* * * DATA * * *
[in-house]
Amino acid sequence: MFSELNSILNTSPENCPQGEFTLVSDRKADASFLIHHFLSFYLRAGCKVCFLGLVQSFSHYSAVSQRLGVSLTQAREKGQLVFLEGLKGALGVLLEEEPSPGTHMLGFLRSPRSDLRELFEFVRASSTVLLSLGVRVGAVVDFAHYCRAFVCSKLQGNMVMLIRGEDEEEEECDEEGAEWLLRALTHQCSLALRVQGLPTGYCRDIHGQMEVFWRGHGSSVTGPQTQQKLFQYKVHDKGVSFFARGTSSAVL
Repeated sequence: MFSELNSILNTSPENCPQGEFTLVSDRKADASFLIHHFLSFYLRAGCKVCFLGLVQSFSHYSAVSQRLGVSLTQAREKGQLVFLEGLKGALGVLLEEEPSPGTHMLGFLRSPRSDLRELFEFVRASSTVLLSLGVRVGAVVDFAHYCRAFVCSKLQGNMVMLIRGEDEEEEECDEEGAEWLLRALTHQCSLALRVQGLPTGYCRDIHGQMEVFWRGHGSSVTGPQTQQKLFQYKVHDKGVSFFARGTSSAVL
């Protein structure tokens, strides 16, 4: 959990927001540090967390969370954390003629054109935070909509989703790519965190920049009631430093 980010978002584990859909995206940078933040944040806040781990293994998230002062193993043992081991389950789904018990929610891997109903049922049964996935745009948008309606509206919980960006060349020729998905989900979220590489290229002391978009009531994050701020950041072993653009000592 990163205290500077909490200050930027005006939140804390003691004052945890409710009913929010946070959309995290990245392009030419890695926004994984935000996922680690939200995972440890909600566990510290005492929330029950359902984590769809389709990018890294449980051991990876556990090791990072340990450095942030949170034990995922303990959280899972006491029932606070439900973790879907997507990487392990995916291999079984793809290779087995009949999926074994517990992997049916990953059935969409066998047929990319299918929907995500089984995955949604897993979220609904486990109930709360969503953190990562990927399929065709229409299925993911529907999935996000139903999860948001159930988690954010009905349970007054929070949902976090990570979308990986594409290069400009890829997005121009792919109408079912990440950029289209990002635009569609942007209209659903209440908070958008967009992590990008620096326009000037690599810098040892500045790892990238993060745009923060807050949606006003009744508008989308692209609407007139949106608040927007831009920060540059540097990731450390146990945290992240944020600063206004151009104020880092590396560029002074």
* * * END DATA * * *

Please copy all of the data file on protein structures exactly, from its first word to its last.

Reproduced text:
[in-house]
Amino acid sequence: MFSELNSILNTSPENCPQGEFTLVSDRKADASFLIHHFLSFYLRAGCKVCFLGLVQSFSHYSAVSQRLGVSLTQAREKGQLVFLEGLKGALGVLLEEEPSPGTHMLGFLRSPRSDLRELFEFVRASSTVLLSLGVRVGAVVDFAHYCRAFVCSKLQGNMVMLIRGEDEEEEECDEEGAEWLLRALTHQCSLALRVQGLPTGYCRDIHGQMEVFWRGHGSSVTGPQTQQKLFQYKVHDKGVSFFARGTSSAVL
Repeated sequence: MFSELNSILNTSPENCPQGEFTLVSDRKADASFLIHHFLSFYLRAGCKVCFLGLVQSFSHYSAVSQRLGVSLTQAREKGQLVFLEGLKGALGVLLEEEPSPGTHMLGFLRSPRSDLRELFEFVRASSTVLLSLGVRVGAVVDFAHYCRAFVCSKLQGNMVMLIRGEDEEEEECDEEGAEWLLRALTHQCSLALRVQGLPTGYCRDIHGQMEVFWRGHGSSVTGPQTQQKLFQYKVHDKGVSFFARGTSSAVL
């Protein structure tokens, strides 16, 4: 959990927001540090967390969370954390003629054109935070909509989703790519965190920049009631430093 980010978002584990859909995206940078933040944040806040781990293994998230002062193993043992081991389950789904018990929610891997109903049922049964996935745009948008309606509206919980960006060349020729998905989900979220590489290229002391978009009531994050701020950041072993653009000592 990163205290500077909490200050930027005006939140804390003691004052945890409710009913929010946070959309995290990245392009030419890695926004994984935000996922680690939200995972440890909600566990510290005492929330029950359902984590769809389709990018890294449980051991990876556990090791990072340990450095942030949170034990995922303990959280899972006491029932606070439900973790879907997507990487392990995916291999079984793809290779087995009949999926074994517990992997049916990953059935969409066998047929990319299918929907995500089984995955949604897993979220609904486990109930709360969503953190990562990927399929065709229409299925993911529907999935996000139903999860948001159930988690954010009905349970007054929070949902976090990570979308990986594409290069400009890829997005121009792919109408079912990440950029289209990002635009569609942007209209659903209440908070958008967009992590990008620096326009000037690599810098040892500045790892990238993060745009923060807050949606006003009744508008989308692209609407007139949106608040927007831009920060540059540097990731450390146990945290992240944020600063206004151009104020880092590396560029002074």